|MadSci Network: Environment/Ecology|
NASA uses several catagories of rocket engines and fuels. Among them are:
The ozone layer is normally depleted by halogen (F, Cl, Br, I, At) containing gases. The liquid fuel rockets fueled with hydrocarbons such as kerosene produce essentially the same products as your car engine; CO, CO2, H2O. Because of the method of burning the fuel and the extremely high temperatures involved, the chemical reaction tends towards completion, and the main products are CO2 and H2O. The hydrogen fueled rockets are even cleaner with the only combustion product being H2O. Hypergolic rockets can use chemicals containing halogens, but they are very small rockets used in space for steering and small corrections to the flight path. They are used above the atmosphere and should not contribute anything to ozone depletion.
For solid fuel rockets, the "Other" class contains a variaty of fuels. Most NASA rockets, as opposed to the large Air Force and Navy rockets, are liquid fueled. One of the main uses for the solid fuel rocket is as a booster for satellites placed into orbit by the space shuttle. There the products of the chemical reaction are high above the Earth's atmosphere and should not have any significant effect. There really is not a significant use of solid fueled rockets beyond that at NASA other than the space shuttle.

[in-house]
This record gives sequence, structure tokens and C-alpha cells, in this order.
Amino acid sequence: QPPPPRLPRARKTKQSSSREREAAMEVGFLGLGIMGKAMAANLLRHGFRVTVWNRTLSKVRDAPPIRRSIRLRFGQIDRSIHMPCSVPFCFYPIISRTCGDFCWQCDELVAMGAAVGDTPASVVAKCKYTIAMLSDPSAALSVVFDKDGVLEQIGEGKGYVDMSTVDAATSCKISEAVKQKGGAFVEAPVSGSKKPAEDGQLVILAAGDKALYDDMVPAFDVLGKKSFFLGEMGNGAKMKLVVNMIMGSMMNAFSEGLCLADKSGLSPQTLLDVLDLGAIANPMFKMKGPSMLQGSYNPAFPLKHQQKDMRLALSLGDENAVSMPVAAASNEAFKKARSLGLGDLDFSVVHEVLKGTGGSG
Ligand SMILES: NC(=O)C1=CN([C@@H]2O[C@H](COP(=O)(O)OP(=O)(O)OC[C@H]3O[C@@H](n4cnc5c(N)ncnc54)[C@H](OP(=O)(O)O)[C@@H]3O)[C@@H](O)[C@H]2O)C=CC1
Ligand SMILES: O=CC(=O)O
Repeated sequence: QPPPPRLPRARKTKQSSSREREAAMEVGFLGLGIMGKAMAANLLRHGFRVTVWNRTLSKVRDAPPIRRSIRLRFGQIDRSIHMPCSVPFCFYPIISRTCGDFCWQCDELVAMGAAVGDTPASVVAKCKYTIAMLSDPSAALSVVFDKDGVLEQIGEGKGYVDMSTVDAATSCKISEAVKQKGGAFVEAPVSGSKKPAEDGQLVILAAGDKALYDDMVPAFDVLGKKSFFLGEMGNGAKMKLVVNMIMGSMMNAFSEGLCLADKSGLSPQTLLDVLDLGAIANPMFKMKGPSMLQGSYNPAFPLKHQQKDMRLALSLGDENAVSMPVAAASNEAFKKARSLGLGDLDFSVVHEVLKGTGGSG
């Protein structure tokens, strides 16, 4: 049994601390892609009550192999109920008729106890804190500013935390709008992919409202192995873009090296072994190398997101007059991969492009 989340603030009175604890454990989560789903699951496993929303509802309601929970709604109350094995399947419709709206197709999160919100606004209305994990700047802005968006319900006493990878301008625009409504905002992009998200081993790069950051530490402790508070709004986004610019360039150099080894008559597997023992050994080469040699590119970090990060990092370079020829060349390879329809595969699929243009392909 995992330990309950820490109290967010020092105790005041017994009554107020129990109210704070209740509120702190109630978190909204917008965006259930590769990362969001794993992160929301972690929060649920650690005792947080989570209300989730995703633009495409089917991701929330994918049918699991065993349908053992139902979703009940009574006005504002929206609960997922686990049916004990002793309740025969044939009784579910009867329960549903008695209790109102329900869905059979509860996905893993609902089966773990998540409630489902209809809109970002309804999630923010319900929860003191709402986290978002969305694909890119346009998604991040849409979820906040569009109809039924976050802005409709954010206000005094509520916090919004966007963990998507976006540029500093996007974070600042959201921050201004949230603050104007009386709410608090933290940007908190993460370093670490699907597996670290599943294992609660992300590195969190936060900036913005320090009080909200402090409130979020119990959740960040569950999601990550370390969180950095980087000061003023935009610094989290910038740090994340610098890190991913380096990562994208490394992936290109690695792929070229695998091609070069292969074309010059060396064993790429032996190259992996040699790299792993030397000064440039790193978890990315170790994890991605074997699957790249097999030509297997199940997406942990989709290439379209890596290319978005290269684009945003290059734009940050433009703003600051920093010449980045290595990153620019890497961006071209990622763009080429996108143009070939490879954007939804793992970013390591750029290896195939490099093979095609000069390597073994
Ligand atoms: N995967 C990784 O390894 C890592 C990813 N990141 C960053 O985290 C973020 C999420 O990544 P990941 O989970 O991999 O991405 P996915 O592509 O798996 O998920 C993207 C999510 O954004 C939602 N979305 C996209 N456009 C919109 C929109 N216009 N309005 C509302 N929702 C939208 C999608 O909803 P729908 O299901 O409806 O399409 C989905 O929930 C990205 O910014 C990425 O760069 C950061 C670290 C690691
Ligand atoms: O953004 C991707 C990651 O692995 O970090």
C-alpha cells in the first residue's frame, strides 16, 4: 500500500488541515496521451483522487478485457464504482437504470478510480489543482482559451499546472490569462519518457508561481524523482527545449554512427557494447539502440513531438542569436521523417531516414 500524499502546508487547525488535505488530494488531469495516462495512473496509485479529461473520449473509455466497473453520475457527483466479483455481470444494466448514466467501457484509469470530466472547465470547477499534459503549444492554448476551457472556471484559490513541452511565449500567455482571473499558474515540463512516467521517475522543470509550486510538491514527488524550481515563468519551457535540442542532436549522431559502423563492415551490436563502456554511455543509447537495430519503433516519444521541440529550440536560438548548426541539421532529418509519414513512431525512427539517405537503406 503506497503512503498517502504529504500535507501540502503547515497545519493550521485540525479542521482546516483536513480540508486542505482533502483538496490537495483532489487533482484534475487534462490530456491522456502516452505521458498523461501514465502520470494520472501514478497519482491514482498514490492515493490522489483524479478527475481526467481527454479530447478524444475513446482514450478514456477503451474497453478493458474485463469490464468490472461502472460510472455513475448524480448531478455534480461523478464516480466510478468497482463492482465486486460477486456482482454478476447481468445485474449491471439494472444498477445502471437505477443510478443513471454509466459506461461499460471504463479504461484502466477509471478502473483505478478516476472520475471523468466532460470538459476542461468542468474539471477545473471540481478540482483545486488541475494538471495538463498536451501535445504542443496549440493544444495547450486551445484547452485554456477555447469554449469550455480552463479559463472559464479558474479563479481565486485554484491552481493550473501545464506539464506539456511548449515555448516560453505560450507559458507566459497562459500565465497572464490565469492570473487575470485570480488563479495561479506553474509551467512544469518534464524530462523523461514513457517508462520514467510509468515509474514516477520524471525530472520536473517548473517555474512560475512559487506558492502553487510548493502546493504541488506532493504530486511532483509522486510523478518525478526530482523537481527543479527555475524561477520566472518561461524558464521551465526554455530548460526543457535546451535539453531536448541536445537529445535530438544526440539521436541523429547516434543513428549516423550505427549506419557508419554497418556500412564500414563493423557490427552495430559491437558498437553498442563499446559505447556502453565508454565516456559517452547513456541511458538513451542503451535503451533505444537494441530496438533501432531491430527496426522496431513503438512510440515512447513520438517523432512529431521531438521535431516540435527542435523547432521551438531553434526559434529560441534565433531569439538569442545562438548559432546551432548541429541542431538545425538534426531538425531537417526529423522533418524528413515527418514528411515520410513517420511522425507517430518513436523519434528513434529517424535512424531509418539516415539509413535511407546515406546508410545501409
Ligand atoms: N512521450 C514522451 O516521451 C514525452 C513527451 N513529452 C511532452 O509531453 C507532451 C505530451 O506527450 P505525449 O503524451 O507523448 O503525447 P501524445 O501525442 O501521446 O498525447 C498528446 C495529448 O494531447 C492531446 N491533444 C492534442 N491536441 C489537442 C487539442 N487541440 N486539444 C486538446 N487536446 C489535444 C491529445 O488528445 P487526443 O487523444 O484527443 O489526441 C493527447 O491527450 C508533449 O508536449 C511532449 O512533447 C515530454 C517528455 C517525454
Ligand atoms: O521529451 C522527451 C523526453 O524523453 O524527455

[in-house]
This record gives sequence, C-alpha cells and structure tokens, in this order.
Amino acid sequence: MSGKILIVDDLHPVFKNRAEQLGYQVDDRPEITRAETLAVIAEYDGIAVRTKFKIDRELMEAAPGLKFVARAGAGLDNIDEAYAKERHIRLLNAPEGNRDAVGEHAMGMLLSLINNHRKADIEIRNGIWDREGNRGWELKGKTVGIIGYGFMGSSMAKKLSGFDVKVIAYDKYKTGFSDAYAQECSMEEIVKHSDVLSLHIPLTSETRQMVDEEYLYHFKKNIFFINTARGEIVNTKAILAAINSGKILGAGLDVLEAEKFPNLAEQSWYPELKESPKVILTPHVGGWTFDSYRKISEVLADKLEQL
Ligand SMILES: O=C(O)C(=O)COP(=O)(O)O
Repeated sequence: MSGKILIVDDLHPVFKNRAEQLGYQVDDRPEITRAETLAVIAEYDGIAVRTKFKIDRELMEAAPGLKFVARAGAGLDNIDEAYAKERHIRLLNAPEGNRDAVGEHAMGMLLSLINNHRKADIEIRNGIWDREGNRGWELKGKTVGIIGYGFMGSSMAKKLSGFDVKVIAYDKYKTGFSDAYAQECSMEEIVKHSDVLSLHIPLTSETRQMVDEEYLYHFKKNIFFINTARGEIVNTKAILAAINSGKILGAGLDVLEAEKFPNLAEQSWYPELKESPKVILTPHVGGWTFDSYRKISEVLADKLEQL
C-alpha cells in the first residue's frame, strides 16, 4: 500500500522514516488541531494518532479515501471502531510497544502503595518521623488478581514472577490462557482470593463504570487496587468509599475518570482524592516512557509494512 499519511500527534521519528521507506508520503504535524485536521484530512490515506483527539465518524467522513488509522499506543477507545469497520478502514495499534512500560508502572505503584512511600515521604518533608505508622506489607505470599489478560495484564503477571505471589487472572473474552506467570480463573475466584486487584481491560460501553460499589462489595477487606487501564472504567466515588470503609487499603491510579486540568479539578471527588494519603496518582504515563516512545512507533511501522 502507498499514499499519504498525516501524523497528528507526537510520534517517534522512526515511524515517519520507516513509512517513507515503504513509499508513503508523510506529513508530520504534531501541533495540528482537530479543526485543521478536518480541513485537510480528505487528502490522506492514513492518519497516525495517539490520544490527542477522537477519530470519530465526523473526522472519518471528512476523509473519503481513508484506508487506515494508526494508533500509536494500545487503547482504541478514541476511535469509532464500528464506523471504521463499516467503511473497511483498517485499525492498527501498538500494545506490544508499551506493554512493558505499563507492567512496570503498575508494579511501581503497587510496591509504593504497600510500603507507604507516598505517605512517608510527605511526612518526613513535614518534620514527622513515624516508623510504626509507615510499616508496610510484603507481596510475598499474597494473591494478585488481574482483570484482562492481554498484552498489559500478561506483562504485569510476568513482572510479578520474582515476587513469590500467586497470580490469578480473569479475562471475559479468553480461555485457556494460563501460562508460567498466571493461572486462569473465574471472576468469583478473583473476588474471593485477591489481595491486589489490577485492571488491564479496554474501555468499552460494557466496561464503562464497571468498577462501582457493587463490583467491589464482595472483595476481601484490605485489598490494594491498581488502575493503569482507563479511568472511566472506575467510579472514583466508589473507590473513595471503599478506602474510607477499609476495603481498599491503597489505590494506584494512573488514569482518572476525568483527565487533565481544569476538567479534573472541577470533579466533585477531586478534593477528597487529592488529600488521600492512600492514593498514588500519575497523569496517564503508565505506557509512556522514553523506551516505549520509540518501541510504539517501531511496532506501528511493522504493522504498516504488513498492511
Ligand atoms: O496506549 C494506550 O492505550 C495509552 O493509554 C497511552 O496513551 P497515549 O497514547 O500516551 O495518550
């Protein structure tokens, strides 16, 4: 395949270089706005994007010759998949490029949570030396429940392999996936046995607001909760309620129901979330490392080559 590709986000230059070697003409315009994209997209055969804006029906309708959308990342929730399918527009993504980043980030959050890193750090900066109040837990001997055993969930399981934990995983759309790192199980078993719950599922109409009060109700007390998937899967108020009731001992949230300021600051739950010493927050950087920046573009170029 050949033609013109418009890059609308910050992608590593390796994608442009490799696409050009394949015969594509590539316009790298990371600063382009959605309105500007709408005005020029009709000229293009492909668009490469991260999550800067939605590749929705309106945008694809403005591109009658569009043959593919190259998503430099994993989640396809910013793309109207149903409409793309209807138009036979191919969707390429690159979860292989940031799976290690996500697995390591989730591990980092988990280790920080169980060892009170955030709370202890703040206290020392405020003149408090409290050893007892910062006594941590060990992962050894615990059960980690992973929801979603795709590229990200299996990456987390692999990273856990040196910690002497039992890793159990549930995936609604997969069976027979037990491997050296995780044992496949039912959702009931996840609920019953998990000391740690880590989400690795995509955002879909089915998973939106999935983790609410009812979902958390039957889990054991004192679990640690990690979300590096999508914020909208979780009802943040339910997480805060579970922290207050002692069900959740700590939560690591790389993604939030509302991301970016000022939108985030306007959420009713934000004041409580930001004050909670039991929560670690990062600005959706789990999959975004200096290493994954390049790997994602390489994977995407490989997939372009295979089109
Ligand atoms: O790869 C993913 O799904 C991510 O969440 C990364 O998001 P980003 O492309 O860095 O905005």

The Solid Rocket Boosters or SRBs used in the space shuttle are probably the only NASA rocket that could contribute anything significant to ozone depletion. One of the components of the SRB fuel is ammonium chloride. The resulting gas formed during combustion could deplete the ozone. However, consider the frequency and amount of ozone depleting gases produced. NASA is typically flying 8 shuttle missions per year. In addition, Stennis Space Center test fires a few SRBs a year. While there is considerable smoke and flame, the total amount of ozone depleting gases is fairly minimal compared to the other sources such as leaking chlorinated fluorocarbon (CFC) refrigerant. As such, the ozone depletion from NASA space missions has to be considered minimal.
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